BY ALAN M. WOLF - Staff Writer
A small Research Triangle Park company developing a promising treatment for multiple sclerosis has won a prestigious award to pay for further research.
Cognosci will use the $330,000 grant to continue evaluating an experimental compound that shows potential in helping rebuild the central nervous system, rather than just blocking damage from MS.
It's not a lot of money for a seven-employee company that has attracted more than $18 million, mostly in federal grants, since it was founded in May 2000. But the award does elevate Cognosci's reputation and could help its leaders land new partnerships.
The money was one of two initial grants handed out by Fast Forward, a nonprofit organization set up by theNational MS Society to accelerate the development of promising treatments, and EMD Serono, the subsidiary of a German drugmaker that's also working on MS drugs.
The other grant was given to a New Zealand company.
"The promise of current research to change the MS landscape is exciting," said Fast Forward president Timothy Coetzee, in a prepared statement. "We are proud to be able to provide resources for those working to end MS and look forward to seeing the results stemming from these projects."
Cognosci's grant also includes a license option for EMD Serono. That means that if Cognosci's early testing continues to be successful, EMD could invest more money to help test the drug in patients and commercialize it, said Dale Christensen, Cognosci's vice president of research and business development.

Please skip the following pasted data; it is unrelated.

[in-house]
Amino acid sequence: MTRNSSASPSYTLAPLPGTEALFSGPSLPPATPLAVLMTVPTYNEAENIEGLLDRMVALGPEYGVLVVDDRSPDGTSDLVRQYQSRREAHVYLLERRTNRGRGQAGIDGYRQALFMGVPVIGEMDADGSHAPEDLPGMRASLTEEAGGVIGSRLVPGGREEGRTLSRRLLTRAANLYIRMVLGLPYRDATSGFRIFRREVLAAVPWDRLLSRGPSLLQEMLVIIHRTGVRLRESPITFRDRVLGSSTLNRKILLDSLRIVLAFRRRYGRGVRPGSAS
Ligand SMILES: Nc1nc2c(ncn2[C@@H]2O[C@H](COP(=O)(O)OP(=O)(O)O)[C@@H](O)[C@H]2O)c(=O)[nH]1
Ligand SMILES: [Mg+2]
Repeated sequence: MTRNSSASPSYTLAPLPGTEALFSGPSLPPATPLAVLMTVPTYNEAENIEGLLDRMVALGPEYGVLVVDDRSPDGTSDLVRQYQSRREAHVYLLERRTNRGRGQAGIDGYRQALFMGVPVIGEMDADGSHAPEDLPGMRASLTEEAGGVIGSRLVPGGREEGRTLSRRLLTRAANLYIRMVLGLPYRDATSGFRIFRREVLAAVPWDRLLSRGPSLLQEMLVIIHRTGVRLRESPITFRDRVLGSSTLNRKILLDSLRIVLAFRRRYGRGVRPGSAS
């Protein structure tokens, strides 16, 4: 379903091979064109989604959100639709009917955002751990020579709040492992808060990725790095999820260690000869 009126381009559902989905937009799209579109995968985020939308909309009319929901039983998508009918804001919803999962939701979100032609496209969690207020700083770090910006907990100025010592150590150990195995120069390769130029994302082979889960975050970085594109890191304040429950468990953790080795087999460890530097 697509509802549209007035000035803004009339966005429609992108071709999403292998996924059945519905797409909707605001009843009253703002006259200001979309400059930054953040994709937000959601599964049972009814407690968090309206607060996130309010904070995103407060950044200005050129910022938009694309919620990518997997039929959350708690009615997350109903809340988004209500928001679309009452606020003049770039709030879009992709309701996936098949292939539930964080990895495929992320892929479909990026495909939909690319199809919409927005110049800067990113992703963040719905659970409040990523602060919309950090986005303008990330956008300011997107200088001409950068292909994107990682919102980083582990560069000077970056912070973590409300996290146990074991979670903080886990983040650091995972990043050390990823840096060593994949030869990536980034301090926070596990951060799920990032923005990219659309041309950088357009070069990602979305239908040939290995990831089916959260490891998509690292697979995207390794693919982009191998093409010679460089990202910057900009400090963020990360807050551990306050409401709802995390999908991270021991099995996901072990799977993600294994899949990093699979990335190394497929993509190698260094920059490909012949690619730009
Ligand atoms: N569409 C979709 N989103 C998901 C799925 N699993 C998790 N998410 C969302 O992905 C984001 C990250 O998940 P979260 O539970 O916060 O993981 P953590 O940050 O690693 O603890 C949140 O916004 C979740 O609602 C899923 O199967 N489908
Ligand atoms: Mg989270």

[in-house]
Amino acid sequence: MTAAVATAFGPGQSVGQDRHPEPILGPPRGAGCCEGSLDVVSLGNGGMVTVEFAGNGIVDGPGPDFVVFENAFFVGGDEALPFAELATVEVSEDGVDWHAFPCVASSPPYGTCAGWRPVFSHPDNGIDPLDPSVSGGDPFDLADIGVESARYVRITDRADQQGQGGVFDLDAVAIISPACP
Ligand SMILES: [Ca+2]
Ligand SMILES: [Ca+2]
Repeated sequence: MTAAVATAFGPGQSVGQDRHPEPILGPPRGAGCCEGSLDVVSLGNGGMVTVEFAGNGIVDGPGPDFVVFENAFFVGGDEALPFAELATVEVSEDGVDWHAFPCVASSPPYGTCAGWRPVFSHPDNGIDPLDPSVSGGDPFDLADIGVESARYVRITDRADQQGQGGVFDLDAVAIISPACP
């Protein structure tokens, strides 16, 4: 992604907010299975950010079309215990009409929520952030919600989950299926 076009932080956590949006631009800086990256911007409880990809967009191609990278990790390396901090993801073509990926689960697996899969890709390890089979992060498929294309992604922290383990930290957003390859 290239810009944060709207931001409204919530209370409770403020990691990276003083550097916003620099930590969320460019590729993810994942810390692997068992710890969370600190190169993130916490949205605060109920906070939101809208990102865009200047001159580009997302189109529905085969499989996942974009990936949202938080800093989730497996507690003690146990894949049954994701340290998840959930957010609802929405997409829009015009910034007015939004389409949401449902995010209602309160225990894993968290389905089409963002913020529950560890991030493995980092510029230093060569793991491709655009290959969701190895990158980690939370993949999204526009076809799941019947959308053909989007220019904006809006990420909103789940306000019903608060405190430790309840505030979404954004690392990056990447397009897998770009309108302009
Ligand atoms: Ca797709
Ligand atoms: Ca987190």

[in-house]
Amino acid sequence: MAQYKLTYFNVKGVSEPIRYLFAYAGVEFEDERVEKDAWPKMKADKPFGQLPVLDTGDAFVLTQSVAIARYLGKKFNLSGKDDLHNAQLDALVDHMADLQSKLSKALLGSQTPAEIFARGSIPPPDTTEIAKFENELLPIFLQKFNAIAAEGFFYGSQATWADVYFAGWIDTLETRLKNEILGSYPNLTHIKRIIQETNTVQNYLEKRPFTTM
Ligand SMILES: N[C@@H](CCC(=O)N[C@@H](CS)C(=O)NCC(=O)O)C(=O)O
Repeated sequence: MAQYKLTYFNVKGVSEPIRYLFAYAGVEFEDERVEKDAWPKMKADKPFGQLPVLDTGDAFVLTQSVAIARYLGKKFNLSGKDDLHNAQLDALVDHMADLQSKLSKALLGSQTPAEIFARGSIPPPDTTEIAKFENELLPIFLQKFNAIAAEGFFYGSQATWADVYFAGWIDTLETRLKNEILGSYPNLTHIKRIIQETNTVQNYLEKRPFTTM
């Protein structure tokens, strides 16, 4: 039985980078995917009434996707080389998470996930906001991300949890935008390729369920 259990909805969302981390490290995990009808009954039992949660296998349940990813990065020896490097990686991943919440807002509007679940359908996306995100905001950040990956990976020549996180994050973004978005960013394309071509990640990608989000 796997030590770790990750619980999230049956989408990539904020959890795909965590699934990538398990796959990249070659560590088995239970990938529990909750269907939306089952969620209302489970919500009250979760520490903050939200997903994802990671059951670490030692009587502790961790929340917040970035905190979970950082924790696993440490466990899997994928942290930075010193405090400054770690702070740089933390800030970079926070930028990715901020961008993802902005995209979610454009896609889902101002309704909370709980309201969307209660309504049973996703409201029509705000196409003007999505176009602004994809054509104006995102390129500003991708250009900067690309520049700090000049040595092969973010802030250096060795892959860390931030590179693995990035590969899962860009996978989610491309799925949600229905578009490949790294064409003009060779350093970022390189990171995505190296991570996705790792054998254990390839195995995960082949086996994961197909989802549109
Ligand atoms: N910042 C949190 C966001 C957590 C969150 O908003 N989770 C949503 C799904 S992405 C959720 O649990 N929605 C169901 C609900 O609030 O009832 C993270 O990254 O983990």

The treatment is still being tested on animals, and it could take eight or nine years before it's approved and on the market. But Cognosci could start doing clinical trials on humans within a couple of years.
"It's really not that long before patients could start seeing benefits," said Christensen, whose father died from MS. "That helps keep our energy up."
This region is home to dozens of small drug-development companies hoping to discover a blockbuster treatment, many based on research at thearea's universities. A few thrive on their own, while some attract larger companies to buy them. Many won't make it through the rigorous regulatory obstacles.
The area also is home to other players in the MS field. Biogen Idec, for example, makes MS drugs at its RTP campus.
Cognosci was started by Mike Vitek, a neurobiologist at Duke University. The company is also working on treatments for Alzheimer's disease and traumatic brain injury.
In recent years, company officials had sought venture capital money to pay for further research. But venture capitalists who were interested "wanted us to shut down everything but our MS work and move the company to San Diego," Christensen said.
Instead, officials continued to attract federal grants from the National Institutes of Health and Department of Defense. The company also received $143,317 in funding from the N.C. Biotechnology Center.
And now Cognosci is pursuing partnerships with larger drug companies that want to invest in promising products, Christensen said. "You retain a lot more scientific control," he said.
http://www.newsobserver.com/2010/05/25/ ... on-ms.html